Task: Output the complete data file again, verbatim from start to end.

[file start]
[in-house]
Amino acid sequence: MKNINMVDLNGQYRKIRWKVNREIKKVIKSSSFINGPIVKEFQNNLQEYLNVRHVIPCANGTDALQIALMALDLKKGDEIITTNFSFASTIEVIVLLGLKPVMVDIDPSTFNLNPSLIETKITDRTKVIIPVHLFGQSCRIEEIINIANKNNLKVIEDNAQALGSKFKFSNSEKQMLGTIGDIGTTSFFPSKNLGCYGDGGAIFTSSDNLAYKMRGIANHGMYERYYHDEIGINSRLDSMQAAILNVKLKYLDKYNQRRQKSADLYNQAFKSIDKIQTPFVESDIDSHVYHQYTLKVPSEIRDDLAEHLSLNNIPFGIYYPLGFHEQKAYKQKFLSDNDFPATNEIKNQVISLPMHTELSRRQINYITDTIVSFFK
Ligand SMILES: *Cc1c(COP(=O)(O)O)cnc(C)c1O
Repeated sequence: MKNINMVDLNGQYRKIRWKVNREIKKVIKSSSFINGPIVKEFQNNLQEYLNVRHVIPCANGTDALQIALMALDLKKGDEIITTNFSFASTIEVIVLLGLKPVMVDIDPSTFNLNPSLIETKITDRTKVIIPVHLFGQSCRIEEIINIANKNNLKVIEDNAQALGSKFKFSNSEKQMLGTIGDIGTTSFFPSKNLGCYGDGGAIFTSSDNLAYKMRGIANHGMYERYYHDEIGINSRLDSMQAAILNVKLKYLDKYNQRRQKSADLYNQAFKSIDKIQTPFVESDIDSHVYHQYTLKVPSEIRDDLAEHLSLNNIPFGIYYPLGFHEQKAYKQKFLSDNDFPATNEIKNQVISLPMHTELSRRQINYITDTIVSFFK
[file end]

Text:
[in-house]
Amino acid sequence: MKNINMVDLNGQYRKIRWKVNREIKKVIKSSSFINGPIVKEFQNNLQEYLNVRHVIPCANGTDALQIALMALDLKKGDEIITTNFSFASTIEVIVLLGLKPVMVDIDPSTFNLNPSLIETKITDRTKVIIPVHLFGQSCRIEEIINIANKNNLKVIEDNAQALGSKFKFSNSEKQMLGTIGDIGTTSFFPSKNLGCYGDGGAIFTSSDNLAYKMRGIANHGMYERYYHDEIGINSRLDSMQAAILNVKLKYLDKYNQRRQKSADLYNQAFKSIDKIQTPFVESDIDSHVYHQYTLKVPSEIRDDLAEHLSLNNIPFGIYYPLGFHEQKAYKQKFLSDNDFPATNEIKNQVISLPMHTELSRRQINYITDTIVSFFK
Ligand SMILES: *Cc1c(COP(=O)(O)O)cnc(C)c1O
Repeated sequence: MKNINMVDLNGQYRKIRWKVNREIKKVIKSSSFINGPIVKEFQNNLQEYLNVRHVIPCANGTDALQIALMALDLKKGDEIITTNFSFASTIEVIVLLGLKPVMVDIDPSTFNLNPSLIETKITDRTKVIIPVHLFGQSCRIEEIINIANKNNLKVIEDNAQALGSKFKFSNSEKQMLGTIGDIGTTSFFPSKNLGCYGDGGAIFTSSDNLAYKMRGIANHGMYERYYHDEIGINSRLDSMQAAILNVKLKYLDKYNQRRQKSADLYNQAFKSIDKIQTPFVESDIDSHVYHQYTLKVPSEIRDDLAEHLSLNNIPFGIYYPLGFHEQKAYKQKFLSDNDFPATNEIKNQVISLPMHTELSRRQINYITDTIVSFFK